44. sundroid says:

    “Brutal honesty” works mostly for the giver, not the recipient, particularly when there is a huge “experience gap” between a giver and a recipient.

    For Vinod Khosla, a 56-year-old multimillionaire who was the founder of a giant tech firm, to say to a 24-year-old eager-eyed: “Your idea sucks,” is not going to help him, even if the youngster retorts in “brutal honesty” style by saying, “Man of your stature and intellect owes me an explanation as to why my idea sucks,” and then, hypothetically, Mr. Khosla pauses and provides an explanation, I doubt the youngster is capable of soaking up the essence of what the 56-year-old tech legend says in one conversation, simply because the “experience gap” is too deep.

    Being “brutally honest” might be a good way for someone like Mr. Khosla, who is probably being pitched 24/7, to tell the pitcher not to bother him again, alas, all hopes are not lost to the young “deer in the headlight” wannabe entrepreneur, because clearly, successful people like Page, Brin, Zuckerberg, et all, have had their fair shares of “brutal honesty” spat in their young faces when they were just starting out.

  45. Jeff Reine says:

    Good stuff, Mike. I find that most people are simply conflict averse and prefer a polite non-response or brush-off. Most people just want to avoid an argument. They dont want to negotiate or be challenged directly. It’s a damn shame because conflict is where great ideas are born. As long as the ‘brutal honesty’ comes from a good place it can only help push both parties to arrive at a better answer. Anyway, good post. thanks for going back to the keyboard.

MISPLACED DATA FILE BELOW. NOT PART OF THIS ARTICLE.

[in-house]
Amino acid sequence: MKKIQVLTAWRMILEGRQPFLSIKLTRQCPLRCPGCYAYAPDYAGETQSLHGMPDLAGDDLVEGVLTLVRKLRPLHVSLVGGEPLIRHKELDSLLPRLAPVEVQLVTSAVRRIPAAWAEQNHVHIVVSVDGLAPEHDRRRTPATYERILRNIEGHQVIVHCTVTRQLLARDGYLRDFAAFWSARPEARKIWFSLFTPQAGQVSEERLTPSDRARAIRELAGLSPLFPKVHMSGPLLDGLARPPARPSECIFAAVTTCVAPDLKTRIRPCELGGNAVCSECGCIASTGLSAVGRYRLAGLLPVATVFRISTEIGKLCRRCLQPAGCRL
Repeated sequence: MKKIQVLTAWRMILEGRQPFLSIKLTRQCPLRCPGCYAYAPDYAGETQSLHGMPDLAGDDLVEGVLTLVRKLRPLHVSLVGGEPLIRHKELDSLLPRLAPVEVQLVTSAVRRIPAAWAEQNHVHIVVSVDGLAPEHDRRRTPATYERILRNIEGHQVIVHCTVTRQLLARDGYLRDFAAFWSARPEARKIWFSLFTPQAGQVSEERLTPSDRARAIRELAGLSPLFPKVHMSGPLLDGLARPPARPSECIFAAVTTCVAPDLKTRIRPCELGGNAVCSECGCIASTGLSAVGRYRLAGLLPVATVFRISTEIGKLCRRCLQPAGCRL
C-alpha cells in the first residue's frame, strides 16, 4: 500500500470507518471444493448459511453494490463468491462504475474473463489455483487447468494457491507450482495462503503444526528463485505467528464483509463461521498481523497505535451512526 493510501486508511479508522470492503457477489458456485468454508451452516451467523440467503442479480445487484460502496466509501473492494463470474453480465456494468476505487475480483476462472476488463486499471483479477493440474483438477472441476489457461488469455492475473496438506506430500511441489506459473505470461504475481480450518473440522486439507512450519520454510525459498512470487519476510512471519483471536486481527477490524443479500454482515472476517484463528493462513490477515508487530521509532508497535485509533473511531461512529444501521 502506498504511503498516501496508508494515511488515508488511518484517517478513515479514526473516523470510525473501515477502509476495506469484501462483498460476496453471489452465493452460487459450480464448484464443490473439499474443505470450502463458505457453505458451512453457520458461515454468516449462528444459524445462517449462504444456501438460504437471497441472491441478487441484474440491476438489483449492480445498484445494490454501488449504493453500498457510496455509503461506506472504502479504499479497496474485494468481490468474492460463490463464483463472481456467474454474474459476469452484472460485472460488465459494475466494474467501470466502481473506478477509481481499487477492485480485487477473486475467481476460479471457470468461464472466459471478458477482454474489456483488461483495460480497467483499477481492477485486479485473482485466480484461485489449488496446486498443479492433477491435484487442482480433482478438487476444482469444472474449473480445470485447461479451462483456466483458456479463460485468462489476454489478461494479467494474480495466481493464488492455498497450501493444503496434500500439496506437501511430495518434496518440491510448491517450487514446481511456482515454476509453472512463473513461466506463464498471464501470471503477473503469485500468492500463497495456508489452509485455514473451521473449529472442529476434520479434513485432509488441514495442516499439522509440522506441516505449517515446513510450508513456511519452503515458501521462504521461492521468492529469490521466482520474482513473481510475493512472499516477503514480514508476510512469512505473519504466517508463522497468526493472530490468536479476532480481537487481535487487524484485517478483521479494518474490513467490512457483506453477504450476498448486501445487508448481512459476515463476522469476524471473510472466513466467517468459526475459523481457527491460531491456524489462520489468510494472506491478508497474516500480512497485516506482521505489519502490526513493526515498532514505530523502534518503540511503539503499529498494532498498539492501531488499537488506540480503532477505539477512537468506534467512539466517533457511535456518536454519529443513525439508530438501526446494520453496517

46. JD says:

    Good point. The point of this exercise is not to offend people but rather to achieve the truth. In many ways it is similar to navigating NYC subways: to be politely aggressive and maintaining civility.

  47. nickmartn says:

    There’s a BIG difference between being ‘honest’ with a founder when you’ve taken the time and effort to do a serious deep dive into their concept and vision over a decent length of time and after a 30 second elevator pitch in a conference situation.

    In the later it’s impossible to give an accurate rendition of whether the business has legs and it would be polite and realistic to have the grace to accept that your opinion is just that, your opinion … at that point in time … given the evidence at hand.

    A LOT can go wrong in those 30 seconds. No doubt the entrepreneur will be nervous to meet you for the first time … there’s likely a lot of noise in the area … there may well be 75 waiting in line … anxious is just one emotion we feel.

    Before you know it lines are fluffed, the well practiced sequence gets magically reversed for no apparent reason, the listener’s face erupts in confusion at just the wrong time and the ship sinks. We’ve all been there. It makes us better at pitching and keeps us sharp as long as we’re willing to learn from it but it has absolutely no reflection on whether our business is a solid one or not. Execution is everything as we all know and execution is a long way from that 30 second conversation.